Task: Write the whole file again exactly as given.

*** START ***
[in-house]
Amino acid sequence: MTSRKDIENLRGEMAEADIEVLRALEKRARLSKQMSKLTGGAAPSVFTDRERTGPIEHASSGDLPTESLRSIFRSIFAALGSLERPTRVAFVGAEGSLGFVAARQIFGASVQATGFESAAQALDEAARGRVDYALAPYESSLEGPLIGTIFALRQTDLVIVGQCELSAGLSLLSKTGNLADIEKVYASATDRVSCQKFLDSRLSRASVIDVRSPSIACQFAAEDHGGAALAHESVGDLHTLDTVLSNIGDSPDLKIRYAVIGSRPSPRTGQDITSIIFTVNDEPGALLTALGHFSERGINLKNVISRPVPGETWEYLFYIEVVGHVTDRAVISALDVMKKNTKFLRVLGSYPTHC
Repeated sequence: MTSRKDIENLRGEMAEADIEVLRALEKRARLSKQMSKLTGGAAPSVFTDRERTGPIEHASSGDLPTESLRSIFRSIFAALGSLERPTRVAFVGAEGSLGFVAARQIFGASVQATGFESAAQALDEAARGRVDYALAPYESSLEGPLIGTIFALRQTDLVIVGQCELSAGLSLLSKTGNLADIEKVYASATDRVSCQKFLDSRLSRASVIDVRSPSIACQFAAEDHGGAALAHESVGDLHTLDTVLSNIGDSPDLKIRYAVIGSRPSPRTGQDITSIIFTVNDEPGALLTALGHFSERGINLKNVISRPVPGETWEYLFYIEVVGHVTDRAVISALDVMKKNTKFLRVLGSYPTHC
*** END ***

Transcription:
[in-house]
Amino acid sequence: MTSRKDIENLRGEMAEADIEVLRALEKRARLSKQMSKLTGGAAPSVFTDRERTGPIEHASSGDLPTESLRSIFRSIFAALGSLERPTRVAFVGAEGSLGFVAARQIFGASVQATGFESAAQALDEAARGRVDYALAPYESSLEGPLIGTIFALRQTDLVIVGQCELSAGLSLLSKTGNLADIEKVYASATDRVSCQKFLDSRLSRASVIDVRSPSIACQFAAEDHGGAALAHESVGDLHTLDTVLSNIGDSPDLKIRYAVIGSRPSPRTGQDITSIIFTVNDEPGALLTALGHFSERGINLKNVISRPVPGETWEYLFYIEVVGHVTDRAVISALDVMKKNTKFLRVLGSYPTHC
Repeated sequence: MTSRKDIENLRGEMAEADIEVLRALEKRARLSKQMSKLTGGAAPSVFTDRERTGPIEHASSGDLPTESLRSIFRSIFAALGSLERPTRVAFVGAEGSLGFVAARQIFGASVQATGFESAAQALDEAARGRVDYALAPYESSLEGPLIGTIFALRQTDLVIVGQCELSAGLSLLSKTGNLADIEKVYASATDRVSCQKFLDSRLSRASVIDVRSPSIACQFAAEDHGGAALAHESVGDLHTLDTVLSNIGDSPDLKIRYAVIGSRPSPRTGQDITSIIFTVNDEPGALLTALGHFSERGINLKNVISRPVPGETWEYLFYIEVVGHVTDRAVISALDVMKKNTKFLRVLGSYPTHC